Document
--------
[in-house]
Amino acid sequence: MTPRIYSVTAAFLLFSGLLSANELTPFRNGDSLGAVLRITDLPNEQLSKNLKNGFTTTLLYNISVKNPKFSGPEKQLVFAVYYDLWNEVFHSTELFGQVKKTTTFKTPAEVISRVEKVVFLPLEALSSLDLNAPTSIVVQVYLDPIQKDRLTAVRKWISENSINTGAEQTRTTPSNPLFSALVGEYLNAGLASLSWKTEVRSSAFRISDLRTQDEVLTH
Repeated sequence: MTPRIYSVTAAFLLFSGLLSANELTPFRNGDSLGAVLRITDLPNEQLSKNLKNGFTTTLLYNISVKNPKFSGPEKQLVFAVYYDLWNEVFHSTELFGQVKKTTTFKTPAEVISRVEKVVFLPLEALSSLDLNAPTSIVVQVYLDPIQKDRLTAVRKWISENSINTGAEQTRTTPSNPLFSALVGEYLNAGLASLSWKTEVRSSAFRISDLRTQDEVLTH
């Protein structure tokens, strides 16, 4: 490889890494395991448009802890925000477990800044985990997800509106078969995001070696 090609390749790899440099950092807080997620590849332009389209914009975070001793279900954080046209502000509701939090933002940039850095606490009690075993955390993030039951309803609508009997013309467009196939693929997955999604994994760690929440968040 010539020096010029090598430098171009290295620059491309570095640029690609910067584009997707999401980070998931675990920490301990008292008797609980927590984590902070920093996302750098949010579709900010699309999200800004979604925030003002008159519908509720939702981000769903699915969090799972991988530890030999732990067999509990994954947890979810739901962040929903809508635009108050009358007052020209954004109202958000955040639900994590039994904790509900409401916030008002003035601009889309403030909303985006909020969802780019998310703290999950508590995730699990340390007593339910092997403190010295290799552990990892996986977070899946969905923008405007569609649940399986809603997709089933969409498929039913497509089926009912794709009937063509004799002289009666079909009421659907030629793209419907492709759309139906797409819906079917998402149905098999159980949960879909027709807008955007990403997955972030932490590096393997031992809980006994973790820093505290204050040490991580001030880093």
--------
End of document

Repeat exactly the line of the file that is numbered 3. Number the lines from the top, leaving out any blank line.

Repeated sequence: MTPRIYSVTAAFLLFSGLLSANELTPFRNGDSLGAVLRITDLPNEQLSKNLKNGFTTTLLYNISVKNPKFSGPEKQLVFAVYYDLWNEVFHSTELFGQVKKTTTFKTPAEVISRVEKVVFLPLEALSSLDLNAPTSIVVQVYLDPIQKDRLTAVRKWISENSINTGAEQTRTTPSNPLFSALVGEYLNAGLASLSWKTEVRSSAFRISDLRTQDEVLTH